Can we talk about sustainability as it relates to age, quality of life… and marathons? 

By February 23, 2018 No Comments

I have an obsession with marathons —and Everest— that I cannot explain. (Maybe I can, but I really don’t want to go there.) I assure you neither is going to happen. However, I do believe this marathon/Everest frame of mind has definitely been an influence on my life. I have only ever run a half marathon, once. I got to the finish line in one piece, and didn’t come last. I did not need to use any of the first aid —really more like long term recovery— knick knacks I stocked up on for the race. I may have been 42 years old. I learned to ride a bike at 35 years old. I just started swimming lessons two months ago. What I am trying to say is this: my life is awesome! Growing older has simply enriched my existence with adventure, challenge, and a sense of freedom I could have never enjoyed in my younger, impressionable years. Which brings me to my point: sustainability, an overused term in modern times, possibly a result of an obsession not different from mine on the part of change-hopefuls and life auditors. Sadly, whichever way you look at it, I don’t think humanity has done a good job on that front. 

“Sustainability is defined as a requirement of our generation to manage the resource base such that the average quality of life that we ensure ourselves can potentially be shared by all future generations. …Development is sustainable if it involves a non-decreasing average quality of life.” —Geir B. Asheim for the World Bank on Sustainability, 1994

It’s the part to do with “sharing by all future generations” and “non-decreasing average quality of life” that we need to work on. In our thirst for instant gratification, we have sacrificed chunks of our future sharing —and even bigger chunks of our health. By depleting non-renewable resources,  taking our own youth for granted, and passing our outdated cultural conditioning to future generations, we have harmed ourselves and the world. The question is, how can we finish the race/s in one piece?

It is clearly never too late. We are dynamic beings. We are meant to be in a constant state of movement. I choose to believe that we are in a perpetual state of evolution, moving closer and closer to the celebration, despite what traditional medicine and our cultural conditioning has us believing. There is always a reason to rejoice. Who we are today is more evolved than who we were yesterday —or a minute ago. An individualised, micro approach to sustainability in how it relates to our personal, human evolution would mean an increasing (non-decreasing) average quality of life for all. Time served and the quality of life are in a direct relationship, in the ideal world. It also means as human beings, we need to invest in a great quality pair of running shoes.

Traditional medicine had me convinced for a while that dreaming about an Ironman triathlon —or taking up cycling or swimming— at my age was scientifically “crazy.” I know, today, that this is far from the truth. I read inspiring stories every day about outliers who achieve incredible feats at all ages. Check out Rich Roll. Today, at over 50, he is considered among the world’s top 30 fittest men. The title of his memoir sums it all up Finding Ultra: Rejecting Middle Age, Becoming One of the World’s Fittest Men, and Discovering Myself.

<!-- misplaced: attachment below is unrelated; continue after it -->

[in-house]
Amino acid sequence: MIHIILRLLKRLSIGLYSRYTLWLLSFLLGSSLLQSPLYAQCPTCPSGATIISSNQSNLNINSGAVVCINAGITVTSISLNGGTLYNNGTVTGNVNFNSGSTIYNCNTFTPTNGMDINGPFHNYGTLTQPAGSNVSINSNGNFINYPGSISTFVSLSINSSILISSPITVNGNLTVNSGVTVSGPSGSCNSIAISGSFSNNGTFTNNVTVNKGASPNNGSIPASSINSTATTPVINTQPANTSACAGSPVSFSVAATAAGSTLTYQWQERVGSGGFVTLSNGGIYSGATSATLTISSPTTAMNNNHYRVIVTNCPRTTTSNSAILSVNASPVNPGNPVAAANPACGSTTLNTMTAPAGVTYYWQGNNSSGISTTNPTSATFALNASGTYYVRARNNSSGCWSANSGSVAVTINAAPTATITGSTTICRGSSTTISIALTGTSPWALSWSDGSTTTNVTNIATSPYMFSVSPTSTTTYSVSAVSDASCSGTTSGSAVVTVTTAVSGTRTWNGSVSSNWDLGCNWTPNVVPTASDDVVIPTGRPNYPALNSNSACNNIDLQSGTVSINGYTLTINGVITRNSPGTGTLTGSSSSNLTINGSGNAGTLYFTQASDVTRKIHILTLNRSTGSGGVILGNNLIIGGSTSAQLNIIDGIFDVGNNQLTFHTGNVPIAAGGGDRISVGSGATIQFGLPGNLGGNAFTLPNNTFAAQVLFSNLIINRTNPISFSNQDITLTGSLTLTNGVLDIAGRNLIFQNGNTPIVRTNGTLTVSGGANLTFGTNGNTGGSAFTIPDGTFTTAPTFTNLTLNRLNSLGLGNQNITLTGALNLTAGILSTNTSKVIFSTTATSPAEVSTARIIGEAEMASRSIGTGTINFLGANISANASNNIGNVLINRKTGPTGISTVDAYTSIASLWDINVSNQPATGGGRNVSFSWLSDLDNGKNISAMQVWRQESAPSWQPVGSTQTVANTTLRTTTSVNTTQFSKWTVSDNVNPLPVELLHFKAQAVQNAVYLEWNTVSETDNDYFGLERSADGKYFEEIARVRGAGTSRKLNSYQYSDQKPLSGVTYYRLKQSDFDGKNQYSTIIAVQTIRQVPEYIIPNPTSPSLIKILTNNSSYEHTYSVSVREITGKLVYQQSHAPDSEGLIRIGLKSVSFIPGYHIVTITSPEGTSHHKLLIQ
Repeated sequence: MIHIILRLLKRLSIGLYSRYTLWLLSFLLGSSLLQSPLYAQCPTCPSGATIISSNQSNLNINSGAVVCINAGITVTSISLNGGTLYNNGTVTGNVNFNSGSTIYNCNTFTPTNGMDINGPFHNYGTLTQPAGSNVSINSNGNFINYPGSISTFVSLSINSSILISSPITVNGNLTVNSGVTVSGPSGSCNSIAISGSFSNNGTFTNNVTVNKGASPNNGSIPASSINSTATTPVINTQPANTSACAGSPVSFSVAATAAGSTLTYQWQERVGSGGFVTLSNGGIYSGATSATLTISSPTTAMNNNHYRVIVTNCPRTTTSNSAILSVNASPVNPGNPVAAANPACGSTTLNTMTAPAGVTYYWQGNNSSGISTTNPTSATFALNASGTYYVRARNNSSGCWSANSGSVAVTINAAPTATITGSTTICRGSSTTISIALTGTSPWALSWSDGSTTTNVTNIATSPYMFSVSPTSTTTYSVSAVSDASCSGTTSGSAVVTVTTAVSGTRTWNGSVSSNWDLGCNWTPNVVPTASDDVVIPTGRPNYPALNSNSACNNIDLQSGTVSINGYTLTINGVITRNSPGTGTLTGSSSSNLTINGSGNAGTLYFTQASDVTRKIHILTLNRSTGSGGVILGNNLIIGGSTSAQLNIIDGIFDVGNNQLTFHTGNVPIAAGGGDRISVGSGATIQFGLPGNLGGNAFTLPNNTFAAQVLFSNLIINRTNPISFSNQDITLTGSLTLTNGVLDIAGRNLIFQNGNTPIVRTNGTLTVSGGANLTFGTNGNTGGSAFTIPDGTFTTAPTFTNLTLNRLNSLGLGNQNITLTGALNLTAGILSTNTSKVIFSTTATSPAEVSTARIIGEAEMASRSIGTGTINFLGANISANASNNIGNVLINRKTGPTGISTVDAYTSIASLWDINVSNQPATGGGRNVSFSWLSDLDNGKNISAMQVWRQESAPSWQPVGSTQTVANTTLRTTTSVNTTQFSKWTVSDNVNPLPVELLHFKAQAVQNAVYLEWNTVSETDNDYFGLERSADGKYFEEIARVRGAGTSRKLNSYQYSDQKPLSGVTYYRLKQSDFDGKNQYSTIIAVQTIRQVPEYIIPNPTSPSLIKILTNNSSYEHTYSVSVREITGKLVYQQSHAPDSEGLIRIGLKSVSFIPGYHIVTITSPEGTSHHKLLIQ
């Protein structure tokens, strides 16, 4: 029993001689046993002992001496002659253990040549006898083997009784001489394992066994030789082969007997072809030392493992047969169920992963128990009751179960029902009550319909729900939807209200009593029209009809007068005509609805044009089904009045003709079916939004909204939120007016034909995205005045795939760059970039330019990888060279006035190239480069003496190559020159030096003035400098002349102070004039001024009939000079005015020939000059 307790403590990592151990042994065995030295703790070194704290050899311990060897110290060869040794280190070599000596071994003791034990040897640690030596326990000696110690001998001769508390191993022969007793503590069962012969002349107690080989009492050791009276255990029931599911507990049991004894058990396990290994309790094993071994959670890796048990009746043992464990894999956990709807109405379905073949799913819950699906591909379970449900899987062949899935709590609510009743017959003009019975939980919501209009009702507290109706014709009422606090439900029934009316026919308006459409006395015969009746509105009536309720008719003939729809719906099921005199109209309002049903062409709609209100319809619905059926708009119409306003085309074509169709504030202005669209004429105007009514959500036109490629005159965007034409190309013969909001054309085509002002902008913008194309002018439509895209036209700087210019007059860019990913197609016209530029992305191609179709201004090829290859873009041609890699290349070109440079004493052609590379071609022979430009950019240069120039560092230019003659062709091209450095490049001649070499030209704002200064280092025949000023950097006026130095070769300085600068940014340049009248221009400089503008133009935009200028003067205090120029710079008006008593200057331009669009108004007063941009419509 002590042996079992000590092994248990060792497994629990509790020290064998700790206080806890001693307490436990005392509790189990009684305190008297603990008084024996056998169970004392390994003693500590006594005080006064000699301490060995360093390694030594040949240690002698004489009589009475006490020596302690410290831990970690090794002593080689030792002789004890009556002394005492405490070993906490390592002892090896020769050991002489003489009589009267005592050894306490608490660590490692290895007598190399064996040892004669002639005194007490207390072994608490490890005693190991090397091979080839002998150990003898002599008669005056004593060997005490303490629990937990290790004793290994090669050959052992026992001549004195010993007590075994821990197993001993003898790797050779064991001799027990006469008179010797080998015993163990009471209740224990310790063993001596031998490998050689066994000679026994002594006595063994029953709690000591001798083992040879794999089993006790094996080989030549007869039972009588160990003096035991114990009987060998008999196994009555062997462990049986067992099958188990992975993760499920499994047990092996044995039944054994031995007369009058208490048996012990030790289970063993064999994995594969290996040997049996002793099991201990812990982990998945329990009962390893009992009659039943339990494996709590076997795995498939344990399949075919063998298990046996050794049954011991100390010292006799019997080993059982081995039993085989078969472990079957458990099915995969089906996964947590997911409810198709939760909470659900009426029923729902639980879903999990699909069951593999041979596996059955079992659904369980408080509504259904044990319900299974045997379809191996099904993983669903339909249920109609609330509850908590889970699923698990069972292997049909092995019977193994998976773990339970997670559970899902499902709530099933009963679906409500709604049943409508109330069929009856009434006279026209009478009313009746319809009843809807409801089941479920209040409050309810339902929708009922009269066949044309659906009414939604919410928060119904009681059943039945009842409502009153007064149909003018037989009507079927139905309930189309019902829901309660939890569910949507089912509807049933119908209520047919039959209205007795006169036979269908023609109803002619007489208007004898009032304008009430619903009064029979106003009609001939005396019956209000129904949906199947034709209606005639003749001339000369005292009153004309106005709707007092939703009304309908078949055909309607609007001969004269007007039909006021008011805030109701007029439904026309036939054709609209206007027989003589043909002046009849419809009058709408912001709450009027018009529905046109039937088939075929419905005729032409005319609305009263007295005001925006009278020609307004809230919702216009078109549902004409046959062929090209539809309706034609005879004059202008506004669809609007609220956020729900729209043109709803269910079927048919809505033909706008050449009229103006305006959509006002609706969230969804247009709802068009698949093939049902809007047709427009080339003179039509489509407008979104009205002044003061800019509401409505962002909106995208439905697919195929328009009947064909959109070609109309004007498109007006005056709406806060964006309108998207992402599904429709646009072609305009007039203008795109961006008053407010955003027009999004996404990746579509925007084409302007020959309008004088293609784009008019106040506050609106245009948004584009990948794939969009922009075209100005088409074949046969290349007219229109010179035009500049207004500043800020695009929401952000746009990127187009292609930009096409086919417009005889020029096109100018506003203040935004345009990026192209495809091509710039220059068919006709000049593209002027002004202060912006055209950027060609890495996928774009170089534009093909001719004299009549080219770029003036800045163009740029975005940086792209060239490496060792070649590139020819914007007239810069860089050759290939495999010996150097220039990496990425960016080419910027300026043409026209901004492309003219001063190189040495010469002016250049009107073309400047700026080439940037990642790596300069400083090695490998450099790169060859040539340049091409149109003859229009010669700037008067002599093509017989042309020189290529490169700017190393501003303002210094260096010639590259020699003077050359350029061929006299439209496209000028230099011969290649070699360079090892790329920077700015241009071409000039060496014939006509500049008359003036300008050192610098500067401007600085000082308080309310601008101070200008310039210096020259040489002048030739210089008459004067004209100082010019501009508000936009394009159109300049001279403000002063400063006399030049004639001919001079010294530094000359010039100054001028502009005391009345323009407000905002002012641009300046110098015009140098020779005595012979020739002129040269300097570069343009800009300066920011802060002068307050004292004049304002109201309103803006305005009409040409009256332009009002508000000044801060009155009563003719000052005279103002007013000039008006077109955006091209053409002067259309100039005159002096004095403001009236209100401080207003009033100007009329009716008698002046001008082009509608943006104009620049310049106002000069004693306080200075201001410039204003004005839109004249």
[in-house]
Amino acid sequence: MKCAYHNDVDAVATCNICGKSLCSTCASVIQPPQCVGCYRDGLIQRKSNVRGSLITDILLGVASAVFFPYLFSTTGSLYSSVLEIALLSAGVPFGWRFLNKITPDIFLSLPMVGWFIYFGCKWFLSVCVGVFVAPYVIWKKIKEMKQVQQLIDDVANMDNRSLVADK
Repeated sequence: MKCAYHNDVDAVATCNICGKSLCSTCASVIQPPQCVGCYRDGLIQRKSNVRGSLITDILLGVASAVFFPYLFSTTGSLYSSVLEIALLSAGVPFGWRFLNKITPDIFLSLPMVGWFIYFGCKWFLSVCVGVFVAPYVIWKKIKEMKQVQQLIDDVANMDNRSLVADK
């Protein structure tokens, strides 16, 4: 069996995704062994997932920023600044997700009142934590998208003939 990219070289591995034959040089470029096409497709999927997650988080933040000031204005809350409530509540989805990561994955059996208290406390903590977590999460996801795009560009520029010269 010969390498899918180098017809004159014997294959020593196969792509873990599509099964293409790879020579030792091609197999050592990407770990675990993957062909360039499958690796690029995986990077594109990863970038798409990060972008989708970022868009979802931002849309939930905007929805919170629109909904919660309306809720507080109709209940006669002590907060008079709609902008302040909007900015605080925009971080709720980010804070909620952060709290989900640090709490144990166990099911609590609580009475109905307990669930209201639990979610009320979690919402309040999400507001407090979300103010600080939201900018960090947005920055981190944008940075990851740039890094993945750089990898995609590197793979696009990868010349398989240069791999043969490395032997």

I am drawn to examples from the world of endurance sports because I believe that the human body is a fascinating creation that holds all the answers we are most likely seeking. Our stories are not only played over and over in our minds, they also nestle themselves into our physical bodies. In fact, the stories our bodies tell us are much closer to the “truth” than any our minds could ever weave. The better the stories, the healthier the body. By implication, the sustainability (non-decreasing quality of life) of our physical well-being is undoubtedly reflected onto the earth and all its inhabitants. When the quality of our internal world improves, the external world will inevitably prosper. 

The human body’s default setting is balance. A little investment in balance goes a long way into building a solid reservoir of “quality” fuel (in all its forms). The investment must be consistent and long-term, requiring effort, commitment, will-power, and trust. In other words, running consistently for 5 minutes every day rather than sprinting for 5 hours once a month.

More or less. Once you get into this investment, you start to dive into the science. Many new doors begin to open. Decoding human elite performance starts to become leisurely reading. Don’t let this intimidate you. Just run 5 minutes every day. Literally. (Do not underestimate the power of physical activity in transforming the world. Creativity and success are organic by-products of physical well-being.)

Our lives today are unfortunately not sustainable from both micro and macro perspectives. Despite the advancement of science and technology, we have not fared well in the health department. As we get sicker, we make the environment sicker. But all is not lost. Thanks to the same science and technology, our world has never been better connected, nor able to access infinite sources of information. It is up to the individual. And that is empowering.

As a human race, I imagine one of our greatest challenges has been impatience. We resort to quick fixes for instant gratification. More often than not, our dependence on finite resources outside ourselves are at best ineffective, at worst highly invasive and life-threatening. That is the antithesis of sustainability. When all is said and done, it simply boils down to “quality”. What is good for us is good for the planet. Life is an infinite number of marathons. We just have to keep moving. One foot in front of the other. Find your pace. For future generations.

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